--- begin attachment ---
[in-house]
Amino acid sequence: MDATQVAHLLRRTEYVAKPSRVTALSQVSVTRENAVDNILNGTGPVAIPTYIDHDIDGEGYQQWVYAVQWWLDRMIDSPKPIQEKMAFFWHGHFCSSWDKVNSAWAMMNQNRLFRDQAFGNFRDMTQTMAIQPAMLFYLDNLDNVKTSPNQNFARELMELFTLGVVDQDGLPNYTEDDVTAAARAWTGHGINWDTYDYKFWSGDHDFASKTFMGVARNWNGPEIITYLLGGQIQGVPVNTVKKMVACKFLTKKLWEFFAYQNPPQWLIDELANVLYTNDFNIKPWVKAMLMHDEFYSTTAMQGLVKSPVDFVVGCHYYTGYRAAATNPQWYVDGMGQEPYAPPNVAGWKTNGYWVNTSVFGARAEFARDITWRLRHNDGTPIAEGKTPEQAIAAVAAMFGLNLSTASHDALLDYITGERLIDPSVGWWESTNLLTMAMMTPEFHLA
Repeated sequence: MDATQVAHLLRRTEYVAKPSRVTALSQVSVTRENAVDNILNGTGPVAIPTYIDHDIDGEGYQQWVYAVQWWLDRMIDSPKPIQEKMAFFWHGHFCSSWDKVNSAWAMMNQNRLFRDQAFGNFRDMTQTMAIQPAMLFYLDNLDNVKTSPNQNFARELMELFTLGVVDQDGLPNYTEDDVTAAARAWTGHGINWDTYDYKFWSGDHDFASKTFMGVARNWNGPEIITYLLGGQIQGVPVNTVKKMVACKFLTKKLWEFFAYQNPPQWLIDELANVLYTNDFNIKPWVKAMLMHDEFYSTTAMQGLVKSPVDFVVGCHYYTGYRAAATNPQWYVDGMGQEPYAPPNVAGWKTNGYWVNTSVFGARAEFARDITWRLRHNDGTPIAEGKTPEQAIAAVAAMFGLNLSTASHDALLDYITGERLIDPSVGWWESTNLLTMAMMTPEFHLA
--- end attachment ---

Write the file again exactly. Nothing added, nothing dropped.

[in-house]
Amino acid sequence: MDATQVAHLLRRTEYVAKPSRVTALSQVSVTRENAVDNILNGTGPVAIPTYIDHDIDGEGYQQWVYAVQWWLDRMIDSPKPIQEKMAFFWHGHFCSSWDKVNSAWAMMNQNRLFRDQAFGNFRDMTQTMAIQPAMLFYLDNLDNVKTSPNQNFARELMELFTLGVVDQDGLPNYTEDDVTAAARAWTGHGINWDTYDYKFWSGDHDFASKTFMGVARNWNGPEIITYLLGGQIQGVPVNTVKKMVACKFLTKKLWEFFAYQNPPQWLIDELANVLYTNDFNIKPWVKAMLMHDEFYSTTAMQGLVKSPVDFVVGCHYYTGYRAAATNPQWYVDGMGQEPYAPPNVAGWKTNGYWVNTSVFGARAEFARDITWRLRHNDGTPIAEGKTPEQAIAAVAAMFGLNLSTASHDALLDYITGERLIDPSVGWWESTNLLTMAMMTPEFHLA
Repeated sequence: MDATQVAHLLRRTEYVAKPSRVTALSQVSVTRENAVDNILNGTGPVAIPTYIDHDIDGEGYQQWVYAVQWWLDRMIDSPKPIQEKMAFFWHGHFCSSWDKVNSAWAMMNQNRLFRDQAFGNFRDMTQTMAIQPAMLFYLDNLDNVKTSPNQNFARELMELFTLGVVDQDGLPNYTEDDVTAAARAWTGHGINWDTYDYKFWSGDHDFASKTFMGVARNWNGPEIITYLLGGQIQGVPVNTVKKMVACKFLTKKLWEFFAYQNPPQWLIDELANVLYTNDFNIKPWVKAMLMHDEFYSTTAMQGLVKSPVDFVVGCHYYTGYRAAATNPQWYVDGMGQEPYAPPNVAGWKTNGYWVNTSVFGARAEFARDITWRLRHNDGTPIAEGKTPEQAIAAVAAMFGLNLSTASHDALLDYITGERLIDPSVGWWESTNLLTMAMMTPEFHLA